The fourth case is a terrorist attack where the cockpit is immediately overwhelmed and the plane headed to the ground, in other words a suicide terrorist event. The voice recorder will probably tell us that such an event took place. It is surprising that the French view, which has not been disputed, is this was not a terrorist suicide attack. The French authorities have not assigned their counter-terrorist investigators to Flight 9525. It is important to note that there have been no claims by terrorist organizations that they were behind the destruction of Flight 9525.

Airbus aircraft are designed differently from Boeing passenger airplanes. In Boeing aircraft, the pilot can override automatic controls. In the Airbus design this is much more difficult because the software that controls the aircraft does not allow deviation from safe maneuvers. There are reports that Airbus aircraft have been difficult to manage under extreme conditions. Whether this applies to Flight 9525 is impossible to determine, since presently we have no evidence that the pilots tried to control the plane and no evidence whatever that the plane ever went off course. This means there was nothing to override and the pilots were not in positive control of the aircraft in any event.

The best we can say now is that some event rendered it impossible for the pilots to communicate to aircraft controllers or send any emergency message or to steer the aircraft to some kind of safe landing. It would also seem that the passengers had little realization the plane was in trouble because there are no known cellular phone calls. While the area was remote, there probably were cellphone towers capable of receiving calls. As the plane descended gradually passengers may not have been aware of any event in the cockpit, but this seems very unlikely. In fact, unless there were no cell towers anywhere near where the aircraft was flying, this is an even bigger mystery than the cockpit failing to send a warning.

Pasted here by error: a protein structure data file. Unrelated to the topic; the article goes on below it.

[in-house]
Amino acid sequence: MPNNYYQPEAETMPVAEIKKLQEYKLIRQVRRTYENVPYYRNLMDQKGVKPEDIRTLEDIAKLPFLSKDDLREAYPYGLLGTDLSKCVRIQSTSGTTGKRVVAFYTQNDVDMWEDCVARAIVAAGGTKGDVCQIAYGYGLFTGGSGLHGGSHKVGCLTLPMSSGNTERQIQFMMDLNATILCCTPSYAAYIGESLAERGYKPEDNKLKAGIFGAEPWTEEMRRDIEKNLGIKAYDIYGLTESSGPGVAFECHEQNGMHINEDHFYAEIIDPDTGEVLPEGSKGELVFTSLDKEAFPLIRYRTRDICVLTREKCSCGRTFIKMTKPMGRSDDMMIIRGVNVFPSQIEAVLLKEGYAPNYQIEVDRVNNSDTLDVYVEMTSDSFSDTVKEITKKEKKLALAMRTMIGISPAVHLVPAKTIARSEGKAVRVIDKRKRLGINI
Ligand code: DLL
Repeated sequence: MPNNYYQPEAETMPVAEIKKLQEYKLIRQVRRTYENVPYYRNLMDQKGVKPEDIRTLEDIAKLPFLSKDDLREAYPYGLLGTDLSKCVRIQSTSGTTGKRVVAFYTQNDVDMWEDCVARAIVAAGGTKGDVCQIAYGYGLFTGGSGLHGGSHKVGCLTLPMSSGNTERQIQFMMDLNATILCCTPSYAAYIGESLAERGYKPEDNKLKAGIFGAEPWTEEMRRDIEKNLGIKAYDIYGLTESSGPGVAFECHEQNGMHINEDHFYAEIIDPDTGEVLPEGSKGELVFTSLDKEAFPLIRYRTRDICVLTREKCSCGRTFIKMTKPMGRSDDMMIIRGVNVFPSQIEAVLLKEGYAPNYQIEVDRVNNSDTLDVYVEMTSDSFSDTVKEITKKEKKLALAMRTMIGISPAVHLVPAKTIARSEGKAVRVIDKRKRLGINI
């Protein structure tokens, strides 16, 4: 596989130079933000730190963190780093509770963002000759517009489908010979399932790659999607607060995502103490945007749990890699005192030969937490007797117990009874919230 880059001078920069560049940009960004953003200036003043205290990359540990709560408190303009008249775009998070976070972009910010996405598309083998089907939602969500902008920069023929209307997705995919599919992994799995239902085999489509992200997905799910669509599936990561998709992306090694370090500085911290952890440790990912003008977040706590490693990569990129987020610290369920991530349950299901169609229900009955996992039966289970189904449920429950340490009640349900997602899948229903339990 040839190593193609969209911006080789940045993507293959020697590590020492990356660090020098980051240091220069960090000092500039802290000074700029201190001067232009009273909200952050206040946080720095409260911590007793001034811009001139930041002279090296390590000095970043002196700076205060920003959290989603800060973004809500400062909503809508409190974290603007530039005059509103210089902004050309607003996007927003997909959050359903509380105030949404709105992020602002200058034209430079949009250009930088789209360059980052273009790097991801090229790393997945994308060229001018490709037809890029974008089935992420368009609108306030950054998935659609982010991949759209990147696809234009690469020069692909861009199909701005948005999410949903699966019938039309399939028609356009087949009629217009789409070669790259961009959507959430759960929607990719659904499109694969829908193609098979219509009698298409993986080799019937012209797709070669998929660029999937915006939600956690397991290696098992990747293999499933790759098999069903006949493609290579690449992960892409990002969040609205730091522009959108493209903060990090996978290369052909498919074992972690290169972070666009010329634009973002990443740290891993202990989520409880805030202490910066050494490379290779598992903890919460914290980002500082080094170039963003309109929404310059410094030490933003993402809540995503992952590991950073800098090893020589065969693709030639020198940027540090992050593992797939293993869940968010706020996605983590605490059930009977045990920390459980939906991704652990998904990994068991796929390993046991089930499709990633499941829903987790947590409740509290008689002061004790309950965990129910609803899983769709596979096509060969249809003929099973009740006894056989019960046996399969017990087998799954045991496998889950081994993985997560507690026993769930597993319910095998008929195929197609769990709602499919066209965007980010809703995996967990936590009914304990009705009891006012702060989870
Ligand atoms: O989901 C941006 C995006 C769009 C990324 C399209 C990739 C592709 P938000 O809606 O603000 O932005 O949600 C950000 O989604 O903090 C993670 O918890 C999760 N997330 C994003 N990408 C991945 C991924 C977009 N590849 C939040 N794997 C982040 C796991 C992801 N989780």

The flight data recorder case has been found but not the innards. The search is on to see if any of the internal parts can be found. The aircraft is in many small pieces strewn over a fairly wide area. It will take time and some good luck to find the remains of the recorder’s components.

Airplanes do not just fall out of the sky. Generally speaking flight at cruising altitude is generally the safest part of flying; more accidents occur on take off and landing. This is why most of the experts are strongly of the opinion there was cabin and cockpit depressurization and that no one had control of the airplane. A slumped over pilot pushing the aircraft into a descent is probably what happened. The question is what caused the pilots to black out and the plane to go down. Or even if the pilot deliberately crashed the plane, also a possibility.

The latest information is that one of the pilots, probably the captain, had left the cockpit and could not get back in. The door was locked, as it is supposed to be, and the other pilot did not open it. The reason why remains a mystery. Had something happened in the cockpit to incapacitate the copilot? A stroke, heart attack, black out? Was it a suicide event?

Under Airbus procedures there is a code that the chief stewardess can use to unlock the door. However the pilot or co-pilot can override this attempt. This tells us that the co-pilot in the cockpit had to be alive and capable and prevented the pilot from entering.

The latest news is dramatic. The Marseille prosecutor said the plane was crashed deliberately by the co-pilot. “The German citizen, left in sole control of the Airbus A320 after the captain left the cockpit, refused to re-open the door and pressed a button that sent the jet into its fatal descent, the prosecutor told a news conference carried on live television.”